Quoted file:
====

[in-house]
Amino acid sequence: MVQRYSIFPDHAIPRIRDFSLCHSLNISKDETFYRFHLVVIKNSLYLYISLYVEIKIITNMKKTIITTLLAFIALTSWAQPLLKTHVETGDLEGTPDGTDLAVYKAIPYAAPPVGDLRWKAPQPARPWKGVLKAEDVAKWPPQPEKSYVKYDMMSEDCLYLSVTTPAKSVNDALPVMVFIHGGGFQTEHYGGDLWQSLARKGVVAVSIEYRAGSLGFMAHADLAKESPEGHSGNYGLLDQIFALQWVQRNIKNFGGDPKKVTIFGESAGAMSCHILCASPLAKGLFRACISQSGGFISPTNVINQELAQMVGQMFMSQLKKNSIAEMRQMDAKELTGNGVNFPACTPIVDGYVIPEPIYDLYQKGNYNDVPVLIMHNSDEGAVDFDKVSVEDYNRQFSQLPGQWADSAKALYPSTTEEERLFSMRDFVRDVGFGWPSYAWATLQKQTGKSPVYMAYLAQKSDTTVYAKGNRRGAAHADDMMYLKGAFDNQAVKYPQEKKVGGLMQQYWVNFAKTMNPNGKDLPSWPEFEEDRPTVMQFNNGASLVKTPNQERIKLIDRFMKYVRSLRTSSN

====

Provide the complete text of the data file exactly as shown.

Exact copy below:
[in-house]
Amino acid sequence: MVQRYSIFPDHAIPRIRDFSLCHSLNISKDETFYRFHLVVIKNSLYLYISLYVEIKIITNMKKTIITTLLAFIALTSWAQPLLKTHVETGDLEGTPDGTDLAVYKAIPYAAPPVGDLRWKAPQPARPWKGVLKAEDVAKWPPQPEKSYVKYDMMSEDCLYLSVTTPAKSVNDALPVMVFIHGGGFQTEHYGGDLWQSLARKGVVAVSIEYRAGSLGFMAHADLAKESPEGHSGNYGLLDQIFALQWVQRNIKNFGGDPKKVTIFGESAGAMSCHILCASPLAKGLFRACISQSGGFISPTNVINQELAQMVGQMFMSQLKKNSIAEMRQMDAKELTGNGVNFPACTPIVDGYVIPEPIYDLYQKGNYNDVPVLIMHNSDEGAVDFDKVSVEDYNRQFSQLPGQWADSAKALYPSTTEEERLFSMRDFVRDVGFGWPSYAWATLQKQTGKSPVYMAYLAQKSDTTVYAKGNRRGAAHADDMMYLKGAFDNQAVKYPQEKKVGGLMQQYWVNFAKTMNPNGKDLPSWPEFEEDRPTVMQFNNGASLVKTPNQERIKLIDRFMKYVRSLRTSSN